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New Faculty Research Spotlight

Jie Zhu, Nutrition and Foods

How Genes and Diet Impact Maternal and Fetal Health


"Ultimately, our research will promote good prenatal and postnatal care as well as allow for more effective and precise nutritional prevention and treatment of human chronic diseases.”

Zhu
Dr. Jie Zhu

I am an assistant professor in the School of Family and Consumer Sciences Nutrition and Foods program at Texas State. During my internship as a potential physician, I realized that many chronic diseases, such as fatty liver disease and diabetes, are closely related to unhealthy diet and that medication is not the only solution to conquer these diseases. After earning a Ph.D. in internal medicine at Wuhan University, I decided to further my training as a postdoc in human nutrition at the University of North Carolina at Chapel Hill. Before joining Texas State in fall 2019, I was also a faculty member in the Department of Nutrition at Shanghai Jiao Tong University School of Medicine in China.

Nutrition is one of the most pivotal, life-long environmental factors that influences human health. Traditionally, a good diet for the public has seemed as if "one-size fits all." However, in reality we respond differently to the same food because each of us is genetically and metabolically unique. An individual's ability to use nutrients efficiently not only depends on food intake, but also on gene variations encoding the key enzymes that metabolize nutrients entering our bodies. Having this knowledge and information is important for improving the health of individuals because it can be used to tailor diet and lifestyle to their own genes.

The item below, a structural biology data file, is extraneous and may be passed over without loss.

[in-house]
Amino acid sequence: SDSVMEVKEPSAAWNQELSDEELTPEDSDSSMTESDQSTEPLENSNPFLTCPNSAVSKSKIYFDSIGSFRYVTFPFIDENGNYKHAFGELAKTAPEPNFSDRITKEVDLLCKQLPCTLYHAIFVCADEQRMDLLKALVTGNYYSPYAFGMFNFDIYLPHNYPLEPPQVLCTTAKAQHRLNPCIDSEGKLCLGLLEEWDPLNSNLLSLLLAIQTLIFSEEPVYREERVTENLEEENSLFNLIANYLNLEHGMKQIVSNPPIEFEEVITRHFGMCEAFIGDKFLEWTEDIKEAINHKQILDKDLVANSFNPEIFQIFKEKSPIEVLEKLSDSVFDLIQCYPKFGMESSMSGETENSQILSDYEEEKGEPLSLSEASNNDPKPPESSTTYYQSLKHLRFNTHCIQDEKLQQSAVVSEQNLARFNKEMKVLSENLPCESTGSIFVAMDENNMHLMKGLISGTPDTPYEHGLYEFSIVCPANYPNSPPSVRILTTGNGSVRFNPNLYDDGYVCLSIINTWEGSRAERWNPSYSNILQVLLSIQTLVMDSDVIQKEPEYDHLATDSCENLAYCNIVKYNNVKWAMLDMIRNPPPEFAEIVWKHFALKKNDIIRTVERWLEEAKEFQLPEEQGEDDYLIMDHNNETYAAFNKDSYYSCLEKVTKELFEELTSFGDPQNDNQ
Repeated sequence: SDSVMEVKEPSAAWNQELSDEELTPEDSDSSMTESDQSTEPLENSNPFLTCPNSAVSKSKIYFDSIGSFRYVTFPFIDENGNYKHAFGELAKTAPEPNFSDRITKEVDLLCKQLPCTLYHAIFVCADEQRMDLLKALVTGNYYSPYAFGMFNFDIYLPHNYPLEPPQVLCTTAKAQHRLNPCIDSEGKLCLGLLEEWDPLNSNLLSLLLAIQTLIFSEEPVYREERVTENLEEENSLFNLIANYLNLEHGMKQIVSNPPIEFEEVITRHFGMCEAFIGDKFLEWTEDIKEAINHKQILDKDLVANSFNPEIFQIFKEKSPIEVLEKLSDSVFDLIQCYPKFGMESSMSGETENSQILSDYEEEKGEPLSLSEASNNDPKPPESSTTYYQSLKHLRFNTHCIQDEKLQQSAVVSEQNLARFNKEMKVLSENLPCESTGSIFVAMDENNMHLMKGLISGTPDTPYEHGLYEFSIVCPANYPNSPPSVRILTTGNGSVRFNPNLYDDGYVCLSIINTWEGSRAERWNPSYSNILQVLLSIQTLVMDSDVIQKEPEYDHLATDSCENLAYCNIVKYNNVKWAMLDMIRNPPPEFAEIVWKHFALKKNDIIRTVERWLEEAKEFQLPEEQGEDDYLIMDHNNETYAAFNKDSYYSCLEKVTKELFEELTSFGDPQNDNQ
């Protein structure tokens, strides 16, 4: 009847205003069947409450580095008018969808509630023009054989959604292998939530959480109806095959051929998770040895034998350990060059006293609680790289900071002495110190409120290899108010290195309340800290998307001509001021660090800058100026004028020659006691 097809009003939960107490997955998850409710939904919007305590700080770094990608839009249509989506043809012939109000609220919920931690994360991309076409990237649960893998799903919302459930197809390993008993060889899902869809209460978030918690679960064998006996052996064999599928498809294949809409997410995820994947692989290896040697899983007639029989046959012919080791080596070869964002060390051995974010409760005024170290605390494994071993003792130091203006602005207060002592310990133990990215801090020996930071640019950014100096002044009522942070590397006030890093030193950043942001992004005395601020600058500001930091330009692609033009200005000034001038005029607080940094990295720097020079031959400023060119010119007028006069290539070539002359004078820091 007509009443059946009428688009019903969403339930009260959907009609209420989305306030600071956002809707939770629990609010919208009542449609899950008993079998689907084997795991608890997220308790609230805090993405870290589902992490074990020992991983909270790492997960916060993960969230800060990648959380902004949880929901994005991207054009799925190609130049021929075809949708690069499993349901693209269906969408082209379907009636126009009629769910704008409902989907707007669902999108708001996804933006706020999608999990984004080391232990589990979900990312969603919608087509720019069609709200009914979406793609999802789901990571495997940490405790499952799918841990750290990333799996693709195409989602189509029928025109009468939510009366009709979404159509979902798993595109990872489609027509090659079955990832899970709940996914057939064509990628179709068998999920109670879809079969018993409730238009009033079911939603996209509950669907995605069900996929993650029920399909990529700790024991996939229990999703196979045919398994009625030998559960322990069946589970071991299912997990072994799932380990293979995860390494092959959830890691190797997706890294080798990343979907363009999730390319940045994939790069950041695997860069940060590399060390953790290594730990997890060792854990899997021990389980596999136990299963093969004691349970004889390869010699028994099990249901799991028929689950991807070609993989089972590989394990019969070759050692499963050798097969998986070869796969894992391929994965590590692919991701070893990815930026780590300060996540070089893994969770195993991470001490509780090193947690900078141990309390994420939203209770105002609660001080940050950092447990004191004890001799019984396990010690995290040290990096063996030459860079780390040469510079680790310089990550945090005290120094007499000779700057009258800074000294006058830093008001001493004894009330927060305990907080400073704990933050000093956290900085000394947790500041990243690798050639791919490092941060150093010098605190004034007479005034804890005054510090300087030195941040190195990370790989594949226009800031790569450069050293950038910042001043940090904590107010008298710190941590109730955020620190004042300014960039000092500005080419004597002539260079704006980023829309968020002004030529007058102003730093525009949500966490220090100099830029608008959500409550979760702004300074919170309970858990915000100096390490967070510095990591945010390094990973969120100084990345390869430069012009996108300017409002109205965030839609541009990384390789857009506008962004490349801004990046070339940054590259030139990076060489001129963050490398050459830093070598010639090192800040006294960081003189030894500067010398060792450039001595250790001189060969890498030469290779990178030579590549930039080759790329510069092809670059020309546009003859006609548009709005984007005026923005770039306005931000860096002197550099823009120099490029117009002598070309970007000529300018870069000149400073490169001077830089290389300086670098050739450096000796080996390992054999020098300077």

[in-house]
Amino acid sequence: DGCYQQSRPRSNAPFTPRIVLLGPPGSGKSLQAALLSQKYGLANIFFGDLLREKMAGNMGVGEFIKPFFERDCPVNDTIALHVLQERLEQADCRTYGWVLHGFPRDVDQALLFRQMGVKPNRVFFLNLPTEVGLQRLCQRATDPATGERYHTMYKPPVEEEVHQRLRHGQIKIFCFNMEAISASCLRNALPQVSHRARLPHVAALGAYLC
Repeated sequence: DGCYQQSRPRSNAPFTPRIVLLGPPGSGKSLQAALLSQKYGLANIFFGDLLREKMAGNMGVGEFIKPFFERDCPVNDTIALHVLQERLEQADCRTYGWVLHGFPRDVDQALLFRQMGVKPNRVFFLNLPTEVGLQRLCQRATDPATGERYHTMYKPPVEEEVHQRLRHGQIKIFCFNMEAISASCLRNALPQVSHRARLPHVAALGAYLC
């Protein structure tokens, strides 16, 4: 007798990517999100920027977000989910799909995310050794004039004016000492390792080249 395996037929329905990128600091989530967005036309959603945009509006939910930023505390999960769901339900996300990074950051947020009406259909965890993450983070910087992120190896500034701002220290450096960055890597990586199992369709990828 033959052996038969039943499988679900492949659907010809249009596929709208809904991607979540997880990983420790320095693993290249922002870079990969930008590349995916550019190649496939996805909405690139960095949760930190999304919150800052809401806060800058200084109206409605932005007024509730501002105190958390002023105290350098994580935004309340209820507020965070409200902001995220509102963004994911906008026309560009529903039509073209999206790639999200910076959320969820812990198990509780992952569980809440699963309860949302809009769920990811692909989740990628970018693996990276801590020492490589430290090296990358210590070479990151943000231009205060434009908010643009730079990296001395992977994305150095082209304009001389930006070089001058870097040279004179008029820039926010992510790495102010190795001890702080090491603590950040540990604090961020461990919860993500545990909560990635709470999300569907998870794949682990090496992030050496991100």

Dr. Zhu in the classroom
Dr. Zhu in the classroom

Based on this concept, my current research focuses on how diet patterns/nutrients and gene interactions affect the risk of disease related to maternal and children’s health. Specifically, I am interested in one-carbon metabolism nutrients (such as folate, choline, vitamin B12), which play an important role in fetal programming and development and are closely associated with chronic disease risk in adulthood.

Through collaboration with researchers and doctors in China and the U.S., I am currently investigating how maternal intakes of these one-carbon metabolism nutrients during pregnancy and genetic susceptibility affect the risk of gestational diabetes and what impact they have on offspring health. The goal of this research is to identify individual genetic factors that contribute to diet-related disease risk, to understand inter-individual differences in nutrient metabolism, and to explore effective nutrition intervention programs. Ultimately, our research will promote good prenatal and postnatal care as well as allow for more effective and precise nutritional prevention and treatment of human chronic diseases.

Currently, I am an associate editor of BMJ Nutrition, Prevention & Health and a board member for the International Society of Nutrigenetics/Nutrigenomics.